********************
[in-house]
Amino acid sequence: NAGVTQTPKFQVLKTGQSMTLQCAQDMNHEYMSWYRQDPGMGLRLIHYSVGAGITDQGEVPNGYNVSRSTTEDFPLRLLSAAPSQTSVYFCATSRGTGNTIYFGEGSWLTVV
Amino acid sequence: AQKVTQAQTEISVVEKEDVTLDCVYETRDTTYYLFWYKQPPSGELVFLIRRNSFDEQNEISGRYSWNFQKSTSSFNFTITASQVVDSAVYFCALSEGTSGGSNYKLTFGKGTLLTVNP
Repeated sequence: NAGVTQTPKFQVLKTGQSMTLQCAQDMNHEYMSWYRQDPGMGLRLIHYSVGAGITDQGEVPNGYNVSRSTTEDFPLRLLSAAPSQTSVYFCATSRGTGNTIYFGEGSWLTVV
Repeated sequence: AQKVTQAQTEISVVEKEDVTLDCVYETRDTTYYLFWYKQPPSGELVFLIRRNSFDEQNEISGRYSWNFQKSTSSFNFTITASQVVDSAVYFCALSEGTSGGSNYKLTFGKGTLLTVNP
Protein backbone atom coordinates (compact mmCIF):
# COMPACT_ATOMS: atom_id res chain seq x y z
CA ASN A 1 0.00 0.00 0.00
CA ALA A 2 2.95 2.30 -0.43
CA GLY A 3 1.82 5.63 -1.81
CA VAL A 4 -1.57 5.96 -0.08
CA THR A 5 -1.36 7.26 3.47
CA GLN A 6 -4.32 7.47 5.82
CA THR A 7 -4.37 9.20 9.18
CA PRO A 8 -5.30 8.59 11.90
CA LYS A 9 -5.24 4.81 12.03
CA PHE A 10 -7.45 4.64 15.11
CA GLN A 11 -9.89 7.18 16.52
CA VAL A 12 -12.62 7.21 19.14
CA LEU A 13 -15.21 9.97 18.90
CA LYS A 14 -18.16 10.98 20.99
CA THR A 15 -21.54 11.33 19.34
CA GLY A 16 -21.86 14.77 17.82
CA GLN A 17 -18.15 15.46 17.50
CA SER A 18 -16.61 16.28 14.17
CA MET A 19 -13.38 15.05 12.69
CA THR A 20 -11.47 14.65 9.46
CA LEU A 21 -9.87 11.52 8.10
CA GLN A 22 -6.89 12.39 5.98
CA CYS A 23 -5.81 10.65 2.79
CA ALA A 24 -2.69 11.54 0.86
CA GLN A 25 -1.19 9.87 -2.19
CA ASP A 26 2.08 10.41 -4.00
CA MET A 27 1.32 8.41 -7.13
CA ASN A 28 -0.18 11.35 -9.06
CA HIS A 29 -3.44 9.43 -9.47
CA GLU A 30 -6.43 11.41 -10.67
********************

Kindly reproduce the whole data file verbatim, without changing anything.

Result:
[in-house]
Amino acid sequence: NAGVTQTPKFQVLKTGQSMTLQCAQDMNHEYMSWYRQDPGMGLRLIHYSVGAGITDQGEVPNGYNVSRSTTEDFPLRLLSAAPSQTSVYFCATSRGTGNTIYFGEGSWLTVV
Amino acid sequence: AQKVTQAQTEISVVEKEDVTLDCVYETRDTTYYLFWYKQPPSGELVFLIRRNSFDEQNEISGRYSWNFQKSTSSFNFTITASQVVDSAVYFCALSEGTSGGSNYKLTFGKGTLLTVNP
Repeated sequence: NAGVTQTPKFQVLKTGQSMTLQCAQDMNHEYMSWYRQDPGMGLRLIHYSVGAGITDQGEVPNGYNVSRSTTEDFPLRLLSAAPSQTSVYFCATSRGTGNTIYFGEGSWLTVV
Repeated sequence: AQKVTQAQTEISVVEKEDVTLDCVYETRDTTYYLFWYKQPPSGELVFLIRRNSFDEQNEISGRYSWNFQKSTSSFNFTITASQVVDSAVYFCALSEGTSGGSNYKLTFGKGTLLTVNP
Protein backbone atom coordinates (compact mmCIF):
# COMPACT_ATOMS: atom_id res chain seq x y z
CA ASN A 1 0.00 0.00 0.00
CA ALA A 2 2.95 2.30 -0.43
CA GLY A 3 1.82 5.63 -1.81
CA VAL A 4 -1.57 5.96 -0.08
CA THR A 5 -1.36 7.26 3.47
CA GLN A 6 -4.32 7.47 5.82
CA THR A 7 -4.37 9.20 9.18
CA PRO A 8 -5.30 8.59 11.90
CA LYS A 9 -5.24 4.81 12.03
CA PHE A 10 -7.45 4.64 15.11
CA GLN A 11 -9.89 7.18 16.52
CA VAL A 12 -12.62 7.21 19.14
CA LEU A 13 -15.21 9.97 18.90
CA LYS A 14 -18.16 10.98 20.99
CA THR A 15 -21.54 11.33 19.34
CA GLY A 16 -21.86 14.77 17.82
CA GLN A 17 -18.15 15.46 17.50
CA SER A 18 -16.61 16.28 14.17
CA MET A 19 -13.38 15.05 12.69
CA THR A 20 -11.47 14.65 9.46
CA LEU A 21 -9.87 11.52 8.10
CA GLN A 22 -6.89 12.39 5.98
CA CYS A 23 -5.81 10.65 2.79
CA ALA A 24 -2.69 11.54 0.86
CA GLN A 25 -1.19 9.87 -2.19
CA ASP A 26 2.08 10.41 -4.00
CA MET A 27 1.32 8.41 -7.13
CA ASN A 28 -0.18 11.35 -9.06
CA HIS A 29 -3.44 9.43 -9.47
CA GLU A 30 -6.43 11.41 -10.67